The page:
She is stunning, especially that her eyes are different. She really is ‘two-faced’ in the nicest of ways. Just out of interest, on the continent, in Europe, I have noticed that the common term for a Calico cat is -Tricolore -Tricouleur -Tricolora …deriving of course from latin and meaning 3 coloured. Oddly however, the German and Swiss Germans also use the same term which sounds much more French?Spanish?Italian (as opposed to something along the lines of ‘drei+farbe’ for 3+colour) . Furthermore, they use the exact same term in Slovenian/Croatian/Serbian so I can only assume most other Slavic languages too. Probably there is a direct translation for Calico in these languages but it’s never used in speech that I have noticed. In all these countries they also call Tabbys as Tigre/Tiger/Tigerli etc. Again totally un-technical, just the common names people use to refer to Calicos and Tabbys.

    Venus is lovely. She has a lovely name which I believe really suits her. No idea why, just gut feeling. I totally understand that the lady made arrangements to get this cat from quite far away, via airplane.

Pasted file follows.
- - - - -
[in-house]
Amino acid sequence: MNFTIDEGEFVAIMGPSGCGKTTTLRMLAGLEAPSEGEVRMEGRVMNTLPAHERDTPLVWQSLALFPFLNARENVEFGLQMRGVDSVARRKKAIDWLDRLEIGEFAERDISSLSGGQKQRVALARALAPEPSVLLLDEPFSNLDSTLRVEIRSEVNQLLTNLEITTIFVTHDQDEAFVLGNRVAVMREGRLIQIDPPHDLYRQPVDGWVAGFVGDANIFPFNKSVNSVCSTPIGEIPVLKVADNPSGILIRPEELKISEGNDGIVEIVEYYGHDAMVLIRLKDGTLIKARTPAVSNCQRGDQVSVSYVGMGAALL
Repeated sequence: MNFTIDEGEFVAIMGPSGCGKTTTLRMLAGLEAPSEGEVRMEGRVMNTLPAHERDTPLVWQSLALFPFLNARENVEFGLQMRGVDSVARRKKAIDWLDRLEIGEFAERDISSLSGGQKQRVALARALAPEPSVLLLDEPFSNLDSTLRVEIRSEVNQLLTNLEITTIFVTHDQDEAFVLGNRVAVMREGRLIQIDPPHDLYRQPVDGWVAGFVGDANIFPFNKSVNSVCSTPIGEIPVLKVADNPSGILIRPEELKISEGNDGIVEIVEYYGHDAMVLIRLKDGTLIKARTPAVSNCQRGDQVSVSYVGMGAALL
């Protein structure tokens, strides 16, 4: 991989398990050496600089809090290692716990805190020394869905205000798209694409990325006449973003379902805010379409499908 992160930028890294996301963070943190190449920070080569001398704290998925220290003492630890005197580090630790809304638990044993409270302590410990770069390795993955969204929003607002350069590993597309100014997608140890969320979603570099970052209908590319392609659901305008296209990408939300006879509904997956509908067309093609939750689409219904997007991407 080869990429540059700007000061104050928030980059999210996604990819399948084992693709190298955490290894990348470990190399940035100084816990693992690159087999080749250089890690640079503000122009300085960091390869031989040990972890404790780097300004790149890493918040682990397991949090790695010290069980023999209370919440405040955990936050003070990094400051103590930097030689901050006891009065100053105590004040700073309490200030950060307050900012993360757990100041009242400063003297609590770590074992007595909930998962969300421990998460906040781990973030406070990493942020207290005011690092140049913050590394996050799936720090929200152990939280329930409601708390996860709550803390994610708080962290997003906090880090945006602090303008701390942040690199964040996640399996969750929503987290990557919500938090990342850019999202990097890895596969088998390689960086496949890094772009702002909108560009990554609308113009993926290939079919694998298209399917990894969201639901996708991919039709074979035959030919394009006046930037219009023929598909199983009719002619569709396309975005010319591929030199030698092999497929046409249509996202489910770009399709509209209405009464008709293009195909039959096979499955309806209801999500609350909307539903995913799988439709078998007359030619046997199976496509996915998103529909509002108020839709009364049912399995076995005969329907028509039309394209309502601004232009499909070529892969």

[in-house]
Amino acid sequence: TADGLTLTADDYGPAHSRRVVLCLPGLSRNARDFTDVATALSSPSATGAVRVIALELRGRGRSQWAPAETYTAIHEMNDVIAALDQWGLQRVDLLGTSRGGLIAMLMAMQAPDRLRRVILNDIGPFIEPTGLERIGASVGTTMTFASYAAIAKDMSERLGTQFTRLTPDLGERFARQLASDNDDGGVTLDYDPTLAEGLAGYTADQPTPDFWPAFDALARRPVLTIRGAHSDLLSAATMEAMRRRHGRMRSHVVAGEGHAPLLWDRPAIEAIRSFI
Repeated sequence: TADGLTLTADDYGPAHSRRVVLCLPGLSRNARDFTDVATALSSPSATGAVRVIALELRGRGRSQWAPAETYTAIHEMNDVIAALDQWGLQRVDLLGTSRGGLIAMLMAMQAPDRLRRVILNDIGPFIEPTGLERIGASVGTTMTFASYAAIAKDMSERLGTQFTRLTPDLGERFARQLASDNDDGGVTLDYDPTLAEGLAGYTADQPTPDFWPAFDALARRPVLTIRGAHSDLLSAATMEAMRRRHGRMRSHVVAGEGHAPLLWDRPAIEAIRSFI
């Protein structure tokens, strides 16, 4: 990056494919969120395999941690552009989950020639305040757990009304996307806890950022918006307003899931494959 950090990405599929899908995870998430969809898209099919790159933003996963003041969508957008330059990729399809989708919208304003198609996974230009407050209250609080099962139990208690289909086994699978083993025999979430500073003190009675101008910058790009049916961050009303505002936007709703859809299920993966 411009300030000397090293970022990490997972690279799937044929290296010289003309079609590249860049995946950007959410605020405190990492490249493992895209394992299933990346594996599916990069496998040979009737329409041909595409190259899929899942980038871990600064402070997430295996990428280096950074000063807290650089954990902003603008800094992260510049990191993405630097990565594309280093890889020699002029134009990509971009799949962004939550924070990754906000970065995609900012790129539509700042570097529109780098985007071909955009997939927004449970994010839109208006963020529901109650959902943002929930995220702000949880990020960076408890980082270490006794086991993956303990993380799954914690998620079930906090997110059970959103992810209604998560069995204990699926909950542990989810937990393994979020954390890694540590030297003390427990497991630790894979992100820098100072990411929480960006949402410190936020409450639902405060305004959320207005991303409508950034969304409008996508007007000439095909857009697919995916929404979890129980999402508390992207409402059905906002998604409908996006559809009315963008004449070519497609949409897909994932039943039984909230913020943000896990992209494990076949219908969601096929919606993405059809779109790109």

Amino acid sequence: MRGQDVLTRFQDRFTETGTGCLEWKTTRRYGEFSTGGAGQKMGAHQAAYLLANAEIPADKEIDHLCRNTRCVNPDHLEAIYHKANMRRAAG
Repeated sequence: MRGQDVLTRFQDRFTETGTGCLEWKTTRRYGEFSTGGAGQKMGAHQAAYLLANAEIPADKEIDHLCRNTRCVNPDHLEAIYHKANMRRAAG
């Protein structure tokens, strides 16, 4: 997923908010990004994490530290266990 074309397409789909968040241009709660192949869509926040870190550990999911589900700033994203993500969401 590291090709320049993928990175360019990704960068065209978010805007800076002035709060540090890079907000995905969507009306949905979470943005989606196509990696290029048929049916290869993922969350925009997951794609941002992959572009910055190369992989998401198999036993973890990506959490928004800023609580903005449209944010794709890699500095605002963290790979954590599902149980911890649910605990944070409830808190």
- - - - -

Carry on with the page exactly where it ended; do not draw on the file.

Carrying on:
• Michael says:

      The Japanese Bobtail is a calico sometimes and the calico Japanese Bobtail is called the mi-ke, meaning “three-fur” (meaning three colors of fur: white, black and orange).

      The tortie and white cat is very popular and quite a special cat. It is almost always a random bred cat. It is a way for the random bred cat to outshine the more glamorous purebred cat. And of course they are almost always female due to the sex linked genetics.

  6. Ruth aka Kattaddorra says:

    Venus is beautiful, but then to me, all cats are beautiful.
    One of the things I love about cats is the fact that they have no interest in what colour they are or how they look, their ‘what you see is what you get’ attitude is wonderful.
    Just think how much nicer this world would be if humans weren’t so obsessed with their looks.

    • Michael says:

      Gosh yes, a thousand times yes. If we didn’t have this obsession with a person’s or a cat’s appearance things would be a lot better. We need to be more like a cat. I have always said we can learn from the cat. Unfortunately, in general, people are too arrogant and they don’t even know it.